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The intrinsic ability of protein structures to exhibit the geometric features required for molecular function in the absence of evolution is examined in the context of three systems: the reference set of real, single domain protein structures, a library of computationally generated, compact homopolypeptides, artificial structures with protein-like secondary structural elements, and quasi-spherical random proteins packed at the same density as proteins but lacking backbone secondary structure and hydrogen bonding. Without any evolutionary selection, the library of artificial structures has similar backbone hydrogen bonding, global shape, surface to volume ratio and statistically significant structural matches to real protein global structures. Moreover, these artificial structures have native like ligand binding cavities, and a tiny subset has interfacial geometries consistent with native-like protein-protein interactions and DNA binding. In contrast, the quasi-spherical random proteins, being devoid of secondary structure, have a lower surface to volume ratio and lack ligand binding pockets and intermolecular interaction interfaces. Surprisingly, these quasi-spherical random proteins exhibit protein like distributions of virtual bond angles and almost all have a statistically significant structural match to real protein structures. This implies that it is local chain stiffness, even without backbone hydrogen bonding, and compactness that give rise to the likely completeness of the library solved single domain protein structures. These studies also suggest that the packing of secondary structural elements generates the requisite geometry for intermolecular binding. Thus, backbone hydrogen bonding plays an important role not only in protein structure but also in protein function. Such ability to bind biological molecules is an inherent feature of protein structure; if combined with appropriate protein sequences, it could provide the non-zero background probability for low-level function that evolution requires for selection to occur. © 2011 the Owner Societies.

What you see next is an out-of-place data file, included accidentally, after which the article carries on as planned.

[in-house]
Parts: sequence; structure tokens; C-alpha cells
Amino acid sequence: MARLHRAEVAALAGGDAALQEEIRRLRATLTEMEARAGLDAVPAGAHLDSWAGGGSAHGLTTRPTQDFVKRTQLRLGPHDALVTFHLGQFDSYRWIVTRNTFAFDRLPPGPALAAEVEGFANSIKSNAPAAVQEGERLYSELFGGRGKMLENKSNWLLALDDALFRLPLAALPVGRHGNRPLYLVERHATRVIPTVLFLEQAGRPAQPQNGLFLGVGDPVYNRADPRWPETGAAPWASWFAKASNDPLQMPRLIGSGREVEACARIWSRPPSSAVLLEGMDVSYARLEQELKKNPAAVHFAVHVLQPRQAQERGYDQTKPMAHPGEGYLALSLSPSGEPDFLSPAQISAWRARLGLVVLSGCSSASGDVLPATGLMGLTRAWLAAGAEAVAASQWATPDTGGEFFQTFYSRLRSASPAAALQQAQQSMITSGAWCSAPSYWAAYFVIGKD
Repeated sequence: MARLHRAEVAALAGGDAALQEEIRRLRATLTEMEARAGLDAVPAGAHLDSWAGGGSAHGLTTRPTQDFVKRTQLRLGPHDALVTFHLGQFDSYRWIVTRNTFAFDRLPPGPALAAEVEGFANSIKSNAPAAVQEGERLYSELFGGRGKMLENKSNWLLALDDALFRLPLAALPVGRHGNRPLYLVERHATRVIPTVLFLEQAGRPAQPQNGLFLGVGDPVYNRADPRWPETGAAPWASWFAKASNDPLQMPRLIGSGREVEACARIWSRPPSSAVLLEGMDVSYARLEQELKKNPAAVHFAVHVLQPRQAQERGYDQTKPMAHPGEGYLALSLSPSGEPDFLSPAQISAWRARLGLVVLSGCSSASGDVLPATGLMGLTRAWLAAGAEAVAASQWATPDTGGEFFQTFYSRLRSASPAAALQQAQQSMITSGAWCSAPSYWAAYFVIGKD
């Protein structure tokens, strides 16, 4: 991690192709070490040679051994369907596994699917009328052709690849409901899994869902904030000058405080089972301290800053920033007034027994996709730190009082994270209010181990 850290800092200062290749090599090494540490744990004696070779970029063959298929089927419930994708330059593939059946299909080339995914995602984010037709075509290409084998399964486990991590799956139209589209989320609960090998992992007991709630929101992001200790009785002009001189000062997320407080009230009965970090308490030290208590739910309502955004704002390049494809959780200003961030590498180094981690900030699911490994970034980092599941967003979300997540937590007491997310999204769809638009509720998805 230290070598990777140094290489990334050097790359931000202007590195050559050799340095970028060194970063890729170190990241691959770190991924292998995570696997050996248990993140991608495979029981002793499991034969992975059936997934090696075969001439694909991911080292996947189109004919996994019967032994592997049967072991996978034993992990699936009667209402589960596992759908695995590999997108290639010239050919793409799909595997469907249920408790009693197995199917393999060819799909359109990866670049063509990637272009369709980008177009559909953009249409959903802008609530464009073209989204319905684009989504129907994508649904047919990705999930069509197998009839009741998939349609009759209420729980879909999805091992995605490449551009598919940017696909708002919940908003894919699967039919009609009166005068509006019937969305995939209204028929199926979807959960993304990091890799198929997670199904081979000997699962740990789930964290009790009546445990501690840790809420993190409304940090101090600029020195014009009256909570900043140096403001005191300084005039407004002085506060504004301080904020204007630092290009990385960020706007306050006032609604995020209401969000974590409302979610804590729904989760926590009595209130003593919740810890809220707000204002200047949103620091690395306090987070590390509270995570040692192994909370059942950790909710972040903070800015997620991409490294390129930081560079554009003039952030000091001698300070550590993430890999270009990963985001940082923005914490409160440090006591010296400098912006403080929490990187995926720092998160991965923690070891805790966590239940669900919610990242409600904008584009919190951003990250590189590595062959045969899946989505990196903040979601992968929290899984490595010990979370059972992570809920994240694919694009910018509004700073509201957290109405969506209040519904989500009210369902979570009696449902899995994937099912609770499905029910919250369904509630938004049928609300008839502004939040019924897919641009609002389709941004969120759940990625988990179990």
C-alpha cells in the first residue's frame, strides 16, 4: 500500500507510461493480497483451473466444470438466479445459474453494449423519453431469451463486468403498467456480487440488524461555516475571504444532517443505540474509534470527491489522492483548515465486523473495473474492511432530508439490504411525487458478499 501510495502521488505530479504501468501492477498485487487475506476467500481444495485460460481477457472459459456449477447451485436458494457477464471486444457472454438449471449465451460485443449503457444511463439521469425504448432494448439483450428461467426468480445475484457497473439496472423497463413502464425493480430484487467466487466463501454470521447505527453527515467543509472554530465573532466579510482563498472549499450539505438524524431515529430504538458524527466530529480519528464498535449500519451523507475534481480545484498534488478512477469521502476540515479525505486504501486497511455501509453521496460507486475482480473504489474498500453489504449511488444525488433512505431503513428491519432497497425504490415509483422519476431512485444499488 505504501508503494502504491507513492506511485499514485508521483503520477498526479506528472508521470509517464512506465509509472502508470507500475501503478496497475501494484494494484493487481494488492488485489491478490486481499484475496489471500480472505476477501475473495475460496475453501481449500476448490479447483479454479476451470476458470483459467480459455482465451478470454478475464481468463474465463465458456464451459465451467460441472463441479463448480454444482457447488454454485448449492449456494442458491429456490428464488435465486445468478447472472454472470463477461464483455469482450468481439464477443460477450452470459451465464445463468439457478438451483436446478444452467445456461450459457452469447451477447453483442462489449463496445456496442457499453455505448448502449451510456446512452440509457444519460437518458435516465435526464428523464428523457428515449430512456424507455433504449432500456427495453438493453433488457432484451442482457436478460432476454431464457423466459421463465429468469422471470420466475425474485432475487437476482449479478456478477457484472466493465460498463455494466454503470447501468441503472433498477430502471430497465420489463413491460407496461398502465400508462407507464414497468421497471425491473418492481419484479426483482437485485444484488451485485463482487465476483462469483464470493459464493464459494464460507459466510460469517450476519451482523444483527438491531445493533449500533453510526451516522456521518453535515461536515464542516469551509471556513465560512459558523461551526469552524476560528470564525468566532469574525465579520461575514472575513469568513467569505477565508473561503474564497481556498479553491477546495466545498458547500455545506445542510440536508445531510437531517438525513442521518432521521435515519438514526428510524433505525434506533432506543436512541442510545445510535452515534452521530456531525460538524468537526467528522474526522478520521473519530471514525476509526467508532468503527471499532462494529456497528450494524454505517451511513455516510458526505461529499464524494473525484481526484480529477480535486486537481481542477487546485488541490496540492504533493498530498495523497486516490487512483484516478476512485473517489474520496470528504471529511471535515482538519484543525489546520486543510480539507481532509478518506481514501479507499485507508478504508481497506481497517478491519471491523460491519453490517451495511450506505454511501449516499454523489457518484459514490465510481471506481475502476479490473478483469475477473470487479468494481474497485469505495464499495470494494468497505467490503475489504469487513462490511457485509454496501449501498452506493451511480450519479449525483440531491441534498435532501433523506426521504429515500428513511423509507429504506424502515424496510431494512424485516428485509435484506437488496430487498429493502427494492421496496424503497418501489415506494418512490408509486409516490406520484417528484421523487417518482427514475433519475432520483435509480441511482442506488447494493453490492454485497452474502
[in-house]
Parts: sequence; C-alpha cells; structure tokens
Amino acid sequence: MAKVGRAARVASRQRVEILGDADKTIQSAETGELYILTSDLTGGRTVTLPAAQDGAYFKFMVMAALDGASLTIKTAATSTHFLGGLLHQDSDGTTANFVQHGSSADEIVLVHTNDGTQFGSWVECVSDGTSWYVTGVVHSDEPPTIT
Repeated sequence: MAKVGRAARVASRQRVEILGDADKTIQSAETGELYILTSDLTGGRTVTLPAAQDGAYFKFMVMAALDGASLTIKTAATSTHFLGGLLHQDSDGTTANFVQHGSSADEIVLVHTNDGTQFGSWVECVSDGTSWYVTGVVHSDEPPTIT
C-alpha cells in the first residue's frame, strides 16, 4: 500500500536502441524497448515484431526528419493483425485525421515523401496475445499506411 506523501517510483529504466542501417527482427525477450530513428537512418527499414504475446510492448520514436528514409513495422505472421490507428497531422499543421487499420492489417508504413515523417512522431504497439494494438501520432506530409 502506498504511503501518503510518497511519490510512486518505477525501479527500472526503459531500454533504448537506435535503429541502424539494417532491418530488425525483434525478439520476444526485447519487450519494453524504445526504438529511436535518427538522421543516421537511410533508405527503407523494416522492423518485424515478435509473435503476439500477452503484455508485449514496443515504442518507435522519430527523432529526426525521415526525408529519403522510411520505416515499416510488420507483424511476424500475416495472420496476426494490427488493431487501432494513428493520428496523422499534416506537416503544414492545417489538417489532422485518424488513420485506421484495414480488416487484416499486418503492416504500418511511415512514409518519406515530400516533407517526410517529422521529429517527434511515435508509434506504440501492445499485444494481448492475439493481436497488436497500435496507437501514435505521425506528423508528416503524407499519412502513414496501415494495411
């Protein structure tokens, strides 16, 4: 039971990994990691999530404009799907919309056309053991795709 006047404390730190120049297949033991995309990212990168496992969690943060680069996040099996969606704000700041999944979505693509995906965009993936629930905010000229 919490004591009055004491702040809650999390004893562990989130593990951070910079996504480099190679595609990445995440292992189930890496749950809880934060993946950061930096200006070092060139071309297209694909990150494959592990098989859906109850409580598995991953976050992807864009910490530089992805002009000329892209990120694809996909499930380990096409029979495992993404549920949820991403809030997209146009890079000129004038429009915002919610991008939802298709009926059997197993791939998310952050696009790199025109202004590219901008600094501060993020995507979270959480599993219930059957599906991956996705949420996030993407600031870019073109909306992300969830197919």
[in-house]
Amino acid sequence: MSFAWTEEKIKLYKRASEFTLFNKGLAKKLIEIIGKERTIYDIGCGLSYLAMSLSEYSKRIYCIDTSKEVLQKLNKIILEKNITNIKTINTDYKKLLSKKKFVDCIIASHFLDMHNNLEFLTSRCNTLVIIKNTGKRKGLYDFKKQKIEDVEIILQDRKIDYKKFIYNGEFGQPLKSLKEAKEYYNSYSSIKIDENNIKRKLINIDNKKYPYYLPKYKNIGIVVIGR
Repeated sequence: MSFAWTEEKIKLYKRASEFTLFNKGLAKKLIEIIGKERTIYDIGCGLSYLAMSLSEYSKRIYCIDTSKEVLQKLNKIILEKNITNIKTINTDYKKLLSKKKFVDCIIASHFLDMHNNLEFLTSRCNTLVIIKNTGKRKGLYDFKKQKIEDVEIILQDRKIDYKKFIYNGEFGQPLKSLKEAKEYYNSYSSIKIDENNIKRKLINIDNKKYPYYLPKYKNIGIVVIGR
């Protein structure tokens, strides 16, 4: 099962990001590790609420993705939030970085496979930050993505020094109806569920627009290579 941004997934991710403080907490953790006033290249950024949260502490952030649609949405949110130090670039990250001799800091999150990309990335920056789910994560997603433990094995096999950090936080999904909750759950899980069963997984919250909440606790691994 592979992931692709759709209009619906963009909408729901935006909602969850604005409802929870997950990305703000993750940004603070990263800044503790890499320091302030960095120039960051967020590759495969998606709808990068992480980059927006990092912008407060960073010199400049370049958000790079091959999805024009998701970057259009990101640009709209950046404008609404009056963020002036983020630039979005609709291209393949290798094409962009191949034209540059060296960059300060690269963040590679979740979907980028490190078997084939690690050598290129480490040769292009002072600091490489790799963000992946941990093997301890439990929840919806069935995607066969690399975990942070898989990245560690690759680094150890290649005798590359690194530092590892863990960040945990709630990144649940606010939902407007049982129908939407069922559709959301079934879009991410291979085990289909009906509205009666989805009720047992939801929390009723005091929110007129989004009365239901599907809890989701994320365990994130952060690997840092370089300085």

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Physical Chemistry Chemical Physics

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